Curiosity and Innovation
Not Just GPS:
Basic Physics Research Opening Doors to New Worlds 3
[Earth Sciences] Muons and Volcano Imaging
1: A photomultiplier, a high-sensitivity optical sensor.
2: This image shows the track of the muons detected using a special film known as a nuclear emulsion plate.
3: A muon detection device, which is a combination of a photomultiplier and scintillator (fluorescent material that glows when exposed to radiation).
Particle physics research is, as a matter of fact, also contributing to the field of earth sciences. It was the Center for High Energy Geophysics Research (CHEER) of the Earthquake Research Institute at the University of Tokyo that opened up the path to further development of earth sciences, using muon particles that are found in cosmic rays to create a new technology known as muography that is able to visualize the internal structure of volcanoes. Until this discovery seismic waves had been used as a means of surveying the internal structure of volcanoes, but this was merely like searching the human body using only a stethoscope. The development of muography has dramatically enhanced the precision of surveys of volcanic structures.
“Muons pass through our atmosphere constantly. To put it in quantitative terms, one muon passes through the palm of the hand every second, or one muon per minute through a fingertip. In the space of a single night, a million muons pass through the human body. As they have strong penetration power, they can pass through several hundred meters or several kilometers of bedrock,” says the Head of CHEER, Professor Shuhei Okubo, who adds with a laugh that due to his title, he is “UTokyo’s only male ‘CHEER’ leader.”
Muons travel in straight lines. When they pass through an object, given the same distance travelled through the object, they will be well-absorbed in the higher density portions of the object, but this absorption decreases for less dense parts of the object. If the number of muons and the direction in which they are traveling is measured, it is possible to understand the density of the place through which they pass. If the event rate in different directions is measured precisely, it is then possible to create an image “looking through” the internal structure of a volcano.
It had been hypothesized many years ago that it should be possible to see into the internal structure of a volcano using muons. A successful experiment, however, proved to be elusive. It was Professor Tanaka of CHEER who astounded the world in 2006 by becoming the first person to successfully image the inside of a volcano. Professor Tanaka positioned a detection device at the foot of Mt. Asama and took measurements over a period of two months. The result was a visualization of the internal structure of the volcano and an image of the magma pathway in the volcano.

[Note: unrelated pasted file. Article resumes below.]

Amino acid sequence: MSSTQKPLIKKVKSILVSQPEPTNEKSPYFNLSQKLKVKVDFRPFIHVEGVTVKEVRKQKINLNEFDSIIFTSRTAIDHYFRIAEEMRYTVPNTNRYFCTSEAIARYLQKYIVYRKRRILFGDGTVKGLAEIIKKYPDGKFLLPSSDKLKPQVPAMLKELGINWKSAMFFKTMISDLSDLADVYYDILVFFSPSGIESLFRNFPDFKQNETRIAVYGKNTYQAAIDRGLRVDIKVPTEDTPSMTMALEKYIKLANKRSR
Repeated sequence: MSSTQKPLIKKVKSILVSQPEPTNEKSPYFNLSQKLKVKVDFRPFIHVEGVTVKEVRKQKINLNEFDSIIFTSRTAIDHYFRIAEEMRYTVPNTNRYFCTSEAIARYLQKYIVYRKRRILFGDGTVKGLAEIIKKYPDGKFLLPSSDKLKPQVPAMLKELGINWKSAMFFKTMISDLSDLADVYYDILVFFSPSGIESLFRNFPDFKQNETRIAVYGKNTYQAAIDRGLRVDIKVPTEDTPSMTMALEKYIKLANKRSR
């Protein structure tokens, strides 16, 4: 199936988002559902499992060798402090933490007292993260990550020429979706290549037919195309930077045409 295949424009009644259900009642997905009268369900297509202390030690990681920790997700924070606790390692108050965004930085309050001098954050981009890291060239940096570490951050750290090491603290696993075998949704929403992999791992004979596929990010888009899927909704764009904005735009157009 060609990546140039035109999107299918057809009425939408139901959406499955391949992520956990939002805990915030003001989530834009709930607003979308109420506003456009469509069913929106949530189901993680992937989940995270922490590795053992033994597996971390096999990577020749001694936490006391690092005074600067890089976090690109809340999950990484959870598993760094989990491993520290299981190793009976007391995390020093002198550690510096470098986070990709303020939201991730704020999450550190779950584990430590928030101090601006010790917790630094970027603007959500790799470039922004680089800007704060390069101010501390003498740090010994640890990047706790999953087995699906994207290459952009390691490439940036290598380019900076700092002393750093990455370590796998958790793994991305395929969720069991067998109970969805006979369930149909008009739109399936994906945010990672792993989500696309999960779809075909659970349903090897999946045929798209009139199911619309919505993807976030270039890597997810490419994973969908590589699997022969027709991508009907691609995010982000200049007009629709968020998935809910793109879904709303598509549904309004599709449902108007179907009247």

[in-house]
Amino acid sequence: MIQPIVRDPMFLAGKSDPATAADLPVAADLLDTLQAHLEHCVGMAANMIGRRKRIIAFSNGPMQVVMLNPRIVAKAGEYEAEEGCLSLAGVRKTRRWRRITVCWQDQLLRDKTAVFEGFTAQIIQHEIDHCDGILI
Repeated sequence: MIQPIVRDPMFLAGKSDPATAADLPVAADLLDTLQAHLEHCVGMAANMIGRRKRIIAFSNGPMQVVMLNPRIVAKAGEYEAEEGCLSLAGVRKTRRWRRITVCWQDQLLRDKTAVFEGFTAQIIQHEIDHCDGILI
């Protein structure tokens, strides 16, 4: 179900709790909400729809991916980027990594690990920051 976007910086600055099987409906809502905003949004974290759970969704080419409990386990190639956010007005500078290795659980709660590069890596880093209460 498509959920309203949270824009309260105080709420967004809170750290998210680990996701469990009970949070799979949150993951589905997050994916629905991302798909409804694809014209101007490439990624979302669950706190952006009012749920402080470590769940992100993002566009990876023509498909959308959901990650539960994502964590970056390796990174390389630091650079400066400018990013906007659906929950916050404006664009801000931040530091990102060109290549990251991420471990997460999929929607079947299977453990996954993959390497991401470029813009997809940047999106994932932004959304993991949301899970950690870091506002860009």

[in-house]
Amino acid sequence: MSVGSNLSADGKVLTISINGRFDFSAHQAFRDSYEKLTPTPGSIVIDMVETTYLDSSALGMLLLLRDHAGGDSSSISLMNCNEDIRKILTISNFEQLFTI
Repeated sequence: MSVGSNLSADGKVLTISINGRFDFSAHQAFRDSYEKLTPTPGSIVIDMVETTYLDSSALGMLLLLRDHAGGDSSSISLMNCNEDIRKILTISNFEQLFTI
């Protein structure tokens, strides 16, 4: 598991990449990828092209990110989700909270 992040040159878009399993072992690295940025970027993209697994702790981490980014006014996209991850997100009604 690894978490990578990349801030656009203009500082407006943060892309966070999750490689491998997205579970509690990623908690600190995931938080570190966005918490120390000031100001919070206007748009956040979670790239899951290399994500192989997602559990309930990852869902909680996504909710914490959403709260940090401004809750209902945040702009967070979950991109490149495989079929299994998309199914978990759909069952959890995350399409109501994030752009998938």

“Before coming to the Earthquake Research Institute I was engaged in positron research,” Professor Tanaka says. “It was probably a good thing that I came to the institute as it enabled me to transform my research ideas.”
After imaging Mt. Asama, Professor Tanaka has gone on to uncover the internal secrets of many volcanoes using muography. In Japan he has surveyed the Meiji-Shinzan and Showa-Shinzan lava domes of Mt. Usu as well as the Satsuma-Iwojima Volcano. Also, in other countries, the technique has imaged Mt. Etna in Italy, Puy de Dome in France, and La Soufriere in Guadeloupe. His next target is Mt. Kirishima in Kagoshima.
“As Mt. Kirishima is in a national park it will not be possible to set up the detection device close to the mountain. The theme of my research this time will be to ascertain at what distance it is possible to see through the internal structure of the volcano. As there are normally restrictions on entering the mountain area of an active volcano, this will also be a very effective experiment from the perspective of disaster prevention.”
Professor Tanaka says that in the future he would like to go beyond the boundaries of the Earth and image the internal structure of Mars. His willpower may very well be as strong as the penetration power of muons!
1: A photograph of the Showa-Shinzan lava dome.
2: A muographic image showing the average density distribution of the same mountain (red indicates higher densities; blue indicates lower densities). The higher density in the lower center of the image is thought to be the pathway.
Professor, Center for High Energy Geophysics Research (CHEER), Earthquake Research Institute http://www.eri.u-tokyo.ac.jp/CHEER/